Recently, the Internet and social media were all abuzz with a culinary story. A family at a national-chain steak house had their dinner rudely interrupted by the couple seated next to them, who slammed a note down on the table that read, “THANKS FOR RUINING OUR DINNER!” The reason for the passive aggressive note? The family’s toddler was crying and wouldn’t shut the hell up!
In a textbook example of understanding your customer base, the steak house comped the family’s dinner, and told the disturbed couple to take a hike. The corporate public relations machine immediately announced that would-be diners wishing to experience the clinking of wine glasses and the din of cutlery should choose another establishment; this restaurant was “proud to be loud.”
I don’t eat meat, so I’ve never actually been to the steak house, but proud-and-loud or not, nobody wants to listen to a kid screaming when you’re trying to eat.
Before the boys came along, like a lot of gay men, Kelly and I dined out pretty frequently. We used to joke that restaurants should offer “children or non” seating options similar to smoking choices of old.
Kelly once instituted the policy himself when we were having lunch at a well-known 1950s-style diner in San Francisco. Across from our booth were two families with a couple of kids seated at the counter. The children were spinning on their stools counting their revolutions. Only they weren’t counting quietly, they were shrieking. We asked our server if we could be moved, and as we passed the families on the way to the bar, Kelly said, “We’re moving because you’re kids are out of control.”
It embarrassed the parents, who meekly apologized, but the rest of the patrons enjoyed their lunches in peace and quiet.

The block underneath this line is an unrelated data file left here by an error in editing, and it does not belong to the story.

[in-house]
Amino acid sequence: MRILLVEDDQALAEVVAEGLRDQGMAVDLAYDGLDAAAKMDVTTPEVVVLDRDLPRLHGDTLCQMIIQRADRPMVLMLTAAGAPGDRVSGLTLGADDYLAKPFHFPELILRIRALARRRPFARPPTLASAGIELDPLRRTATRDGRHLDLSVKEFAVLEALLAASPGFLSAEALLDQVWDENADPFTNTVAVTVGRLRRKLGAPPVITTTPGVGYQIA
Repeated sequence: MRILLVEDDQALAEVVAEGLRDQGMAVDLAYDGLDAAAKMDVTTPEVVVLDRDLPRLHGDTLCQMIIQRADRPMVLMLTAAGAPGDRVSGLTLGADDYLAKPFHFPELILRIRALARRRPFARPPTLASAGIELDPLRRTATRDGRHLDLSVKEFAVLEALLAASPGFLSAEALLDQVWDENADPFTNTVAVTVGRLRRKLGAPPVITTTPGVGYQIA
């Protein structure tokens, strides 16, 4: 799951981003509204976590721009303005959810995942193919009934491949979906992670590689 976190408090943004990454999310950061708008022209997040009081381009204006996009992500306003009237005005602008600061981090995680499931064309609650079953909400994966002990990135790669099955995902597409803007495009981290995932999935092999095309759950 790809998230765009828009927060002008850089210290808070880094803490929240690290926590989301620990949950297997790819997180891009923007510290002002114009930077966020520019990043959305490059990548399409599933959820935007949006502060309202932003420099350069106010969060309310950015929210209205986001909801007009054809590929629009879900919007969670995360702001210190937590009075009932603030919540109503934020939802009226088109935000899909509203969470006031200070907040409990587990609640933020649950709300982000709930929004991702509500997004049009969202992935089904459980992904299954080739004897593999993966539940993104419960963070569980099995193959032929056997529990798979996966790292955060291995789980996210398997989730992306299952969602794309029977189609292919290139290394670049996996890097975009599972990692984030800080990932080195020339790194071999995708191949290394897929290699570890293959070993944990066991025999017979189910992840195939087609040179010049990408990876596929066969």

Look, there’s never been a parent in the history of eating out, who hasn’t been embarrassed by their kid at a restaurant. I’m convinced a certain Chinese joint in Los Angeles is still trying to vacuum up all the rice a baby Gus trampled into their plush red carpeting.
The key to dealing with kids in restaurants is to manage expectations:
Yours – As a thank you, my friend Lish recently gave me a very generous gift certificate to Forage. The boys will not be joining Kelly and me when we dine there. I get it; Noodles & Company gets old, but unless your kid is an adult, or maybe some Stepford child, do everyone a favor and find a babysitter before making that reservation at Tuscany.
The Kids’ – In a restaurant, kids usually have the upper hand. Given the chance, they’ll make the most egregious demands, to which you will gladly agree just to keep them well behaved for an hour. Don’t negotiate with terrorists – lay down the law: either they behave or you’ll take them to the car. If you think I’m all talk, ask Niko about sitting in the van, watching the rest of the family eating Thai food.
Other patrons’ – Cut parents some slack. If the mere sight of kids in public turns your stomach, move to Leisure World already. Kids aren’t pets; they have the right to go anywhere you go (minus bars and strip clubs.) But child-free people shouldn’t have to tolerate rude, obnoxious or louder-than-necessary behavior. It has never ceased to amaze me how some parents feel that simply being in a public place like a restaurant gives them license to unleash their kids on the general public.
Loud-and-proud or not, I’ll bet you a steak dinner that nobody wanted to eat dinner with that screaming kid.